Welcome to Britain Watch

All the signs are that the governance of Britain is spiralling out of control: record trade and budget deficits; a swollen bureaucracy; an inadequate but costly education system; a government incapable of providing for our future energy needs; record emigration of native Britons, unprecedented levels of immigration; a mind-set putting the non-citizen ahead of the British citizen.

Britain Watch has been set up to highlight key examples of these trends and to promote practical reforms to reverse the incompetence and loss of national self belief they engender. All readers are invited to participate.

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Short News

New Constitution for the whole UK

Don’t miss:

Stephen’s latest letter on the Scottish referendum, published in the Daily Telegraph on 9th September. You can find it on the stephenbush.net website, in the “Politics and Education” section, under the “British and English Identity” category.


Don’t miss

Stephen’s latest letter on Scottish Separation published in the September issue of the Professional Engineer.

Another IT Fiasco
As forecast in our post of 11th August, “The Conduct of Long-term Projects in Britain”, that more IT contract disasters were on the way, right on cue comes another revelation.  As with the Fujitsu contract for the NHS, the US company Raytheon, sacked by Mrs Teresa May in 2010 from the so-called e-borders project, has successfully gone to binding arbitration for the balance of their contract – £224 million which will be dumped on the hapless taxpayer.  This is on top of the £259 million already spent on the contract, signed in 2007, which wasn’t delivering. [more »]

Humanitarian Crisis in Northern Iraq
All the journalist attention is focussed on how the United States, and Britain, can relieve the terrible suffering being inflicted on the Yazidi people, and others, by the truly bestial “Islamic State (IS)” terrorists, who are much better organised and therefore much more of a threat to peace and stability than Al Qaeda for instance. As Stephen Bush has proposed in Britain Revitalised[1], abolishing the Department of International Development (cost in 2013 £10.5 billion) and assigning around £5 billion to the Ministry of Defence for an explicit disaster-relief role, additional to its primary war-fighting responsibility, would exactly meet the needs of humanitarian crises like the present one in Northern Iraq[2]. [more »]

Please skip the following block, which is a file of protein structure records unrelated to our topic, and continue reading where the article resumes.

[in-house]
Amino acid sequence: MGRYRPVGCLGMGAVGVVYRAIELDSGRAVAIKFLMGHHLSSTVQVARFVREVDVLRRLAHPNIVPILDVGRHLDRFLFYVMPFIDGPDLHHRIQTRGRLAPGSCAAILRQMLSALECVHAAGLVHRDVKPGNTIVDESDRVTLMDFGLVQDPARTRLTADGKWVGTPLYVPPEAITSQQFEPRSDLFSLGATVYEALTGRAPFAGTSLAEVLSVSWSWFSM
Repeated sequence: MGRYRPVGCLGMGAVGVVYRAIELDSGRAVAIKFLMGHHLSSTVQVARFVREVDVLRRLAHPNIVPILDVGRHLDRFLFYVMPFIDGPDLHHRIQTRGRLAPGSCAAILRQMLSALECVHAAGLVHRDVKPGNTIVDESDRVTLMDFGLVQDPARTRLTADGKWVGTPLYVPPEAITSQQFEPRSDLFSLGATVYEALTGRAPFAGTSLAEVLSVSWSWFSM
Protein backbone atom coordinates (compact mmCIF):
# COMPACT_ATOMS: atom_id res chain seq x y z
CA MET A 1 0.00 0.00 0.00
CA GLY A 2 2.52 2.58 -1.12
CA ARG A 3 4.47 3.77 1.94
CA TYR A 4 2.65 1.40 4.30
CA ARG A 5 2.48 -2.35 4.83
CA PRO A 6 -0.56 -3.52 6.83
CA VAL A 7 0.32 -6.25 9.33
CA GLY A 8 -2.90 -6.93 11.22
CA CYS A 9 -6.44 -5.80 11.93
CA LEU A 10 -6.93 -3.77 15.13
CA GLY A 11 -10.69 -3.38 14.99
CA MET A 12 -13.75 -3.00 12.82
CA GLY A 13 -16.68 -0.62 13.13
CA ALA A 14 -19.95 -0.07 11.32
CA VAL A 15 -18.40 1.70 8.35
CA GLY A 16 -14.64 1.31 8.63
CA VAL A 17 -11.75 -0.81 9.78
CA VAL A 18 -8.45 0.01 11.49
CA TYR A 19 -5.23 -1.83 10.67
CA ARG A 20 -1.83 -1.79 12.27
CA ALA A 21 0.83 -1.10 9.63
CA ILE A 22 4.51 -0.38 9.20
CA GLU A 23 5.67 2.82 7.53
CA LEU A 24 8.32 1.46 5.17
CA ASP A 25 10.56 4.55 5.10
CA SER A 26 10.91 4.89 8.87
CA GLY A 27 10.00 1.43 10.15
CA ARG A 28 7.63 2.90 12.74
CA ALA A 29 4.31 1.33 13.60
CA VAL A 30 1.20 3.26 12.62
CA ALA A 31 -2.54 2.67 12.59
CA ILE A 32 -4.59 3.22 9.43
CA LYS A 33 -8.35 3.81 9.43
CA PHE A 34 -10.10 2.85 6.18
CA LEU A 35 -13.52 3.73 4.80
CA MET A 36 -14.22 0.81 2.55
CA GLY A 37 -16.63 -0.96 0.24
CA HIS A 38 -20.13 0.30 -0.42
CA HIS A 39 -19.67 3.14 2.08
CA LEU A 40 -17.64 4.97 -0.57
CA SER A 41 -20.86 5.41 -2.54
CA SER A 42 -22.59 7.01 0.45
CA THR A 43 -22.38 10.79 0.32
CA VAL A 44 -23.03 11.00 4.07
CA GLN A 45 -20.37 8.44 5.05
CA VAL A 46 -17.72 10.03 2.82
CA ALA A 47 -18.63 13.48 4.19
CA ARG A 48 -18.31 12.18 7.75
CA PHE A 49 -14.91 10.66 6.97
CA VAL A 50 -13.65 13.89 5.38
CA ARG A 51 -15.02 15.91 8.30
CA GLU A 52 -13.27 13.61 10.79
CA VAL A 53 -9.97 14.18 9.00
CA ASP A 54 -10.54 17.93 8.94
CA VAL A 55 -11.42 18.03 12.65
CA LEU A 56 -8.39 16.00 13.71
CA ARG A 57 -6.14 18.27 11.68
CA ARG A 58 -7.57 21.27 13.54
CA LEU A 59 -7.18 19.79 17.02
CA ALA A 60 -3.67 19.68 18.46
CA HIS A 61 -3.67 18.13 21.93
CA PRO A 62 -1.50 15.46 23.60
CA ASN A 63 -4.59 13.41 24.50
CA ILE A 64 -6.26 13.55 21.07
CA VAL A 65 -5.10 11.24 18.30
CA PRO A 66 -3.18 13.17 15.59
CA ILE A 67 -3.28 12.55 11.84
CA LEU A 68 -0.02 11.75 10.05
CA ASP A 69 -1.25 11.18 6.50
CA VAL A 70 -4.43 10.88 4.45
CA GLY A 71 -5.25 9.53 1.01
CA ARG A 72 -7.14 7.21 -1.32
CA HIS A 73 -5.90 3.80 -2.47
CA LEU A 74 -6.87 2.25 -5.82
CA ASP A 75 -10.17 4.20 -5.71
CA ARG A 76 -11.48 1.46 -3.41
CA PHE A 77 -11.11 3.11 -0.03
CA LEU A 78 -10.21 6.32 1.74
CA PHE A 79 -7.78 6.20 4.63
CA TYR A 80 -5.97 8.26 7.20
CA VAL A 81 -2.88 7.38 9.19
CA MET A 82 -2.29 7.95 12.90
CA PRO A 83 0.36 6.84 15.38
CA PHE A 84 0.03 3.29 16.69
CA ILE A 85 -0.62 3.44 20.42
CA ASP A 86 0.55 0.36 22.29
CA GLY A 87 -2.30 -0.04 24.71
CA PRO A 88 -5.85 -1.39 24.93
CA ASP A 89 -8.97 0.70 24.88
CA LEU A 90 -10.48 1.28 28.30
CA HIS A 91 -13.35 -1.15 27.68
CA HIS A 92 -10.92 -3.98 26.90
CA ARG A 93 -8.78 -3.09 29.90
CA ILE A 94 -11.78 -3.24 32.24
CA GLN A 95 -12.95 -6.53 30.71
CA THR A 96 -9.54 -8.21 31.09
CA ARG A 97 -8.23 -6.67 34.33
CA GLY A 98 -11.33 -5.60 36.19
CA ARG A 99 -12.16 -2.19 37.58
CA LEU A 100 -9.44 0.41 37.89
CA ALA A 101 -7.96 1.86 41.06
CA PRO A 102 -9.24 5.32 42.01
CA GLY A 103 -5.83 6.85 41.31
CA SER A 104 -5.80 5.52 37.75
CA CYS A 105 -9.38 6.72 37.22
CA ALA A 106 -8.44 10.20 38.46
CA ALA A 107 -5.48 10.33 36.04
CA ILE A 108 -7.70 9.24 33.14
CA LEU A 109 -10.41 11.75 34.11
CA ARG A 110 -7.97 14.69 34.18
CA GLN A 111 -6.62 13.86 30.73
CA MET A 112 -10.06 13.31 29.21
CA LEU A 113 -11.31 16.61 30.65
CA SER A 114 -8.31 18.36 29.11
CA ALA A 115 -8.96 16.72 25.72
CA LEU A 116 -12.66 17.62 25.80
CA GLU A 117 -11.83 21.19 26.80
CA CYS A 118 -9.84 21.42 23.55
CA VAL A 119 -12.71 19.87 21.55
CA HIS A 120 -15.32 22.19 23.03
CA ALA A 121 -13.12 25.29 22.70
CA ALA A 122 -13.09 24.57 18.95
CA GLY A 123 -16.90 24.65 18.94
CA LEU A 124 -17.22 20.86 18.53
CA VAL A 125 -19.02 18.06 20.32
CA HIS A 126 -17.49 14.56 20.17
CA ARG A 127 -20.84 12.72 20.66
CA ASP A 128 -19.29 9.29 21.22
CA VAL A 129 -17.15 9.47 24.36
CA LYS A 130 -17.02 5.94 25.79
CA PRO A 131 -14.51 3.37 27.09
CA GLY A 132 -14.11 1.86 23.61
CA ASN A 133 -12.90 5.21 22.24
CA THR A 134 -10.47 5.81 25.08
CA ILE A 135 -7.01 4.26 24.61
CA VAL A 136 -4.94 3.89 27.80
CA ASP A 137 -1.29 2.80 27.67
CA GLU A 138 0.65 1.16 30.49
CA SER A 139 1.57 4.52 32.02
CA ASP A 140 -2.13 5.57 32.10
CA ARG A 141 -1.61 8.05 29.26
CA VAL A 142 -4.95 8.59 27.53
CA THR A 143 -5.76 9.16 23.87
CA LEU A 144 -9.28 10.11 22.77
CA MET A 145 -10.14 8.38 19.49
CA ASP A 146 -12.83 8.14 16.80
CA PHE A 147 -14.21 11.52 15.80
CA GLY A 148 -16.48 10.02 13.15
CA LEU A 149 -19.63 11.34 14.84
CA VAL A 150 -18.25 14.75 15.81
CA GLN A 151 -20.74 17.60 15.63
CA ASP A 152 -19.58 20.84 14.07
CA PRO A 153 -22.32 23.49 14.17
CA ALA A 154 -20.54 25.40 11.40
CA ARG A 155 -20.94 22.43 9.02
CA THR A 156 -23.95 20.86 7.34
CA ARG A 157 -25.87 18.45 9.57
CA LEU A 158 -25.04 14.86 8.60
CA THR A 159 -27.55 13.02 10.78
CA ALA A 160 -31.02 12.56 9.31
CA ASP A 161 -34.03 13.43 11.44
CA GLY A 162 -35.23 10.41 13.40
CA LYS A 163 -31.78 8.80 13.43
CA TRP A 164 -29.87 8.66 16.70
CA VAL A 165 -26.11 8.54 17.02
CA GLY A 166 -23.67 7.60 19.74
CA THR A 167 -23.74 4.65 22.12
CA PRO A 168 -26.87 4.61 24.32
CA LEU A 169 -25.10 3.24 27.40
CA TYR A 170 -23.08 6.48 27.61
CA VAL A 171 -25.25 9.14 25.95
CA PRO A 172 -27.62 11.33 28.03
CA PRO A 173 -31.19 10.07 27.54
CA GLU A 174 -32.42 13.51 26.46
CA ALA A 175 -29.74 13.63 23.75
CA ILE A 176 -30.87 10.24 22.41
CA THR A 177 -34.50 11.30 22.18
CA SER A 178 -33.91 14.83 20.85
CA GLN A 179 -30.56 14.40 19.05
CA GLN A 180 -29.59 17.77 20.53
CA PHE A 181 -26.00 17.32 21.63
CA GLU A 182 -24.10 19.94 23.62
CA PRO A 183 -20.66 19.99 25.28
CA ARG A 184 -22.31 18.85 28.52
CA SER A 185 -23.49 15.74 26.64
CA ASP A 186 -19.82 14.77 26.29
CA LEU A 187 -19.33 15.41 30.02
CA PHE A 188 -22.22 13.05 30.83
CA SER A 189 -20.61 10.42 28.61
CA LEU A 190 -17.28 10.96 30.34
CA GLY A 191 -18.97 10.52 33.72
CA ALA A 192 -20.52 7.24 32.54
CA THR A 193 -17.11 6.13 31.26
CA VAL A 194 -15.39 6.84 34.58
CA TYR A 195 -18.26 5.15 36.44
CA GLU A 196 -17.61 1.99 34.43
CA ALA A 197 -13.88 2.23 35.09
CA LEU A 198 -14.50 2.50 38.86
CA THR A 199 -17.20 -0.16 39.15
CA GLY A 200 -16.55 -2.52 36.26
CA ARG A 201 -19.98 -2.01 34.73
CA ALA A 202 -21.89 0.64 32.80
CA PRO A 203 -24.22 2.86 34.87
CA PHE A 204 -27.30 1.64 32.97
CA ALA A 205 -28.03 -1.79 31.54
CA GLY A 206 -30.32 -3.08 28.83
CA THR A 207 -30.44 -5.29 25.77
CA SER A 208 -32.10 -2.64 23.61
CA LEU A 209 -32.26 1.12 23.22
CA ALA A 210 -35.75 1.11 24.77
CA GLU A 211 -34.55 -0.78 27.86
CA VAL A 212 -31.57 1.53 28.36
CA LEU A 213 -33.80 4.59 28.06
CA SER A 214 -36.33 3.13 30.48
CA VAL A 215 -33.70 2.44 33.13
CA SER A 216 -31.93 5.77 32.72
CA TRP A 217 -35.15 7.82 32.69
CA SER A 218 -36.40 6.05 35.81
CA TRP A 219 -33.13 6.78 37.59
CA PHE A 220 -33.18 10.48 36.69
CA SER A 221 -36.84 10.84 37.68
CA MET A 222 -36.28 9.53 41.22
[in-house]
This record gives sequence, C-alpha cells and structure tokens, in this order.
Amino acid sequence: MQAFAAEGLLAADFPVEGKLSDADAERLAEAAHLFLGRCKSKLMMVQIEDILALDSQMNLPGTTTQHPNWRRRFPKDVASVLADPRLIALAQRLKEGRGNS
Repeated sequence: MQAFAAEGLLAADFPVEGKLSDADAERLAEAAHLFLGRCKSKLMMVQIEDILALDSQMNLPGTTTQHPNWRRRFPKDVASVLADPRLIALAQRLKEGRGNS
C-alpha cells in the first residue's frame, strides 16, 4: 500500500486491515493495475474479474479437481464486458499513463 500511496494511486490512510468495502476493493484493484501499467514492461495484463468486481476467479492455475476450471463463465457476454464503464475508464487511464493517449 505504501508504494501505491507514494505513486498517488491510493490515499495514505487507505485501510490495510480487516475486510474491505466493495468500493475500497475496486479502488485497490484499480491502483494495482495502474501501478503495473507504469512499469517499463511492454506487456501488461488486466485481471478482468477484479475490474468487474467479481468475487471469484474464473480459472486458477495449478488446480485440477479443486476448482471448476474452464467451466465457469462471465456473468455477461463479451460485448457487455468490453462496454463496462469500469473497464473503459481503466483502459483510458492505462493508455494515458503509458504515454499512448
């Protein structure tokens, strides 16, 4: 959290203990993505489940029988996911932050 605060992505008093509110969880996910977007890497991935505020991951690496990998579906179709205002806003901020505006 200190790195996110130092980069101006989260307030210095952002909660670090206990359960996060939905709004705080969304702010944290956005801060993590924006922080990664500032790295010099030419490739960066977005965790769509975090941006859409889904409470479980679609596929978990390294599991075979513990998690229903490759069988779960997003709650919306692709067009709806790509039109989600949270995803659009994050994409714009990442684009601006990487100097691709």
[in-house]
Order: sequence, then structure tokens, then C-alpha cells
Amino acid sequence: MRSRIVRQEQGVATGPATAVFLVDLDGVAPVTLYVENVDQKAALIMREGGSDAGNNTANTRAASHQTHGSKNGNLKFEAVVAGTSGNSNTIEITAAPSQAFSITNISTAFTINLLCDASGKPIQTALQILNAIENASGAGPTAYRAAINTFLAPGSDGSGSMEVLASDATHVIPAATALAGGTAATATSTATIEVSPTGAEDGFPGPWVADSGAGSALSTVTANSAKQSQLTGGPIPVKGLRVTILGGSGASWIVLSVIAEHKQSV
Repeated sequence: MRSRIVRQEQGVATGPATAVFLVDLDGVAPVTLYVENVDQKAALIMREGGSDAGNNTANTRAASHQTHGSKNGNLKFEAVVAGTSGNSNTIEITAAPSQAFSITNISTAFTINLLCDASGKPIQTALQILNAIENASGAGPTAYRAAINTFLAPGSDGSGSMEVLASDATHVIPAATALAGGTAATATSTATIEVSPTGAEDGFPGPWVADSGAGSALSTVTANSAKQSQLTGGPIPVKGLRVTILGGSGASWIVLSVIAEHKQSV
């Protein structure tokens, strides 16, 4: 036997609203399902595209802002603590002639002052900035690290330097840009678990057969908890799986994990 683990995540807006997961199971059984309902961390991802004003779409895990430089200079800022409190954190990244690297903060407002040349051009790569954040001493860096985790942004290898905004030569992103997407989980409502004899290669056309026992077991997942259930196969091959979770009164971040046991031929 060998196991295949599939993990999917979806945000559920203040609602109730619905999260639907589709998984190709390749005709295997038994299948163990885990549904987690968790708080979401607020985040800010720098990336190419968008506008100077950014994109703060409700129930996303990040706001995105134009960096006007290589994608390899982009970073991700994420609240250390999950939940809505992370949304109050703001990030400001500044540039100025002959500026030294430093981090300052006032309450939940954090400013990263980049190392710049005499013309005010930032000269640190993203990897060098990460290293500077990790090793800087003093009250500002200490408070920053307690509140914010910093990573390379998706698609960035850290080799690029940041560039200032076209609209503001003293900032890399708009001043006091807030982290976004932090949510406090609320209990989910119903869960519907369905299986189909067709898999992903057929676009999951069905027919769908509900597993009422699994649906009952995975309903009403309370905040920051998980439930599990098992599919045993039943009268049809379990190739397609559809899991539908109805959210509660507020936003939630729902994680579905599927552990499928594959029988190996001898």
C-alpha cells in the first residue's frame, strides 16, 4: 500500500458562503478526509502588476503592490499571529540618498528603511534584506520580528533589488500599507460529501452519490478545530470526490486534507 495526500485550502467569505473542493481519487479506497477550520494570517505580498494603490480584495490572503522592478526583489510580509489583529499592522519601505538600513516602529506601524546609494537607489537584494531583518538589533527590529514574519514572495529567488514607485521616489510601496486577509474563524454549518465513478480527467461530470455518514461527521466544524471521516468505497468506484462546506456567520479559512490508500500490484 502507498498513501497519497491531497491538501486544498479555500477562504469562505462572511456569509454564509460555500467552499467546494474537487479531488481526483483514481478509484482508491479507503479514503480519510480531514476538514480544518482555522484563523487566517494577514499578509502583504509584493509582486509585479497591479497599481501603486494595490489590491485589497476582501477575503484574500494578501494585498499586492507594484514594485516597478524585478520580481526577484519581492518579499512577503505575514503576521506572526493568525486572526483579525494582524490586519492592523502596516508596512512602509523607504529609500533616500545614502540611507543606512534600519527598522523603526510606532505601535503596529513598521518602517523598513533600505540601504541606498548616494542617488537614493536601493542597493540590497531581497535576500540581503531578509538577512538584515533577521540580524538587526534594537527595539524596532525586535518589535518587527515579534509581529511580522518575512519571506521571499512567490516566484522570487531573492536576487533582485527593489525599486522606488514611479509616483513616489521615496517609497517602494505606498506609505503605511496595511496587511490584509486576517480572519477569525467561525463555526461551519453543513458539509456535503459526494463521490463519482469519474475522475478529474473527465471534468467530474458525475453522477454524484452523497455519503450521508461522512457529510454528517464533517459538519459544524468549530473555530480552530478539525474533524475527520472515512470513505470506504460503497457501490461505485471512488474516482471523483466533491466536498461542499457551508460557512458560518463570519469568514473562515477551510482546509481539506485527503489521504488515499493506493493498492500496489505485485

Carbon Capture and Storage (2)
The dawning realisation that Carbon Capture and Storage (CCS) is impossible on any significant industrial scale which is made clear in various papers by Stephen Bush and David MacDonald (National Grid Consultation 2009, I.Chem.E. paper 2011) has claimed another victim for common sense.  The Swedish firm Vattenfall is discontinuing its research into CCS.  It has operated a 30 MW pilot plant at Schwarze Pumpe, a lignite-fuelled station in Germany which tackled CO2 separation – but not the more demanding storage of CO2 issue.


Help build a Union of Five Parliaments

Appeal to Scottish Voters on the 18th September

It is good to see prominent English MPs like John Redwood and Peter Bone speaking up recently for the principle of an English Parliament in the event that Scotland votes to stay in the United Kingdom tomorrow.

The 2012 paper “A new Constitution for all of the United Kingdom”, to be found on the Page “Change Concepts” under “British Constitution” on this website, sets out the economic and military realities of the UK and Scotland.  Only now in the last possible minutes are the realities being understood by the Cameron government.  The SNP and its leader ignore these realities and continue to bamboozle almost half the Scottish electorate with pie-in-the-sky fantasies about what he (Alex Salmond) will arrange for Scotland to have/do post-independence.

The realities would be that post-independence Scotland would:

  • not be a part of the United Kingdom for travel purposes;
  • not be a member of NATO for its defence;
  • not be a member of the EU for single market access;
  • not be able to count on the Queen’s being their Head of State[1];
  • not be part of a pound sterling currency union to guarantee its people’s savings;
  • not be allowed to carve up Britain’s armed forces, nor the contents of the National Gallery and British Museum in London;
  • not be able to force any British citizen, whether of Scottish origin or not, to adopt Scottish citizenship;
  • …[more»]